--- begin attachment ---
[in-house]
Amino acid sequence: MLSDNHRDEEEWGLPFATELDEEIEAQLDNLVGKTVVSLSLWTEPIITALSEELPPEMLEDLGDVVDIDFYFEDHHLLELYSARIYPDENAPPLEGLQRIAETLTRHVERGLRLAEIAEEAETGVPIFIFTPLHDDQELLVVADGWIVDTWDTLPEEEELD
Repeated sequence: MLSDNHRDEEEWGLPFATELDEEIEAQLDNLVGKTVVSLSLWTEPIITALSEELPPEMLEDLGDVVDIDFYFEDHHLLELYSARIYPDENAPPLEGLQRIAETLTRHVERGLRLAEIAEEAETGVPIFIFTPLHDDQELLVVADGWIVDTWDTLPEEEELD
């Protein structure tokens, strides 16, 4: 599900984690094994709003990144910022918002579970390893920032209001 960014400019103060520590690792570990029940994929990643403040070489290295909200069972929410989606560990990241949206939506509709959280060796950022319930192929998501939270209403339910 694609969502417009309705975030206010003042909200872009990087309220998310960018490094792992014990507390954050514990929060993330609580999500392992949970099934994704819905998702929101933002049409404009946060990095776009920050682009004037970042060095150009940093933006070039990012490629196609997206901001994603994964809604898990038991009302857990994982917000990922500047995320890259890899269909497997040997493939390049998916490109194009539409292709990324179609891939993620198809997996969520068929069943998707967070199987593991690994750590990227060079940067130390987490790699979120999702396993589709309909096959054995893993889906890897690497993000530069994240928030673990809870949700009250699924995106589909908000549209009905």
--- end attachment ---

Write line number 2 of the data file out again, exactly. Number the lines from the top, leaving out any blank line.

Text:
Amino acid sequence: MLSDNHRDEEEWGLPFATELDEEIEAQLDNLVGKTVVSLSLWTEPIITALSEELPPEMLEDLGDVVDIDFYFEDHHLLELYSARIYPDENAPPLEGLQRIAETLTRHVERGLRLAEIAEEAETGVPIFIFTPLHDDQELLVVADGWIVDTWDTLPEEEELD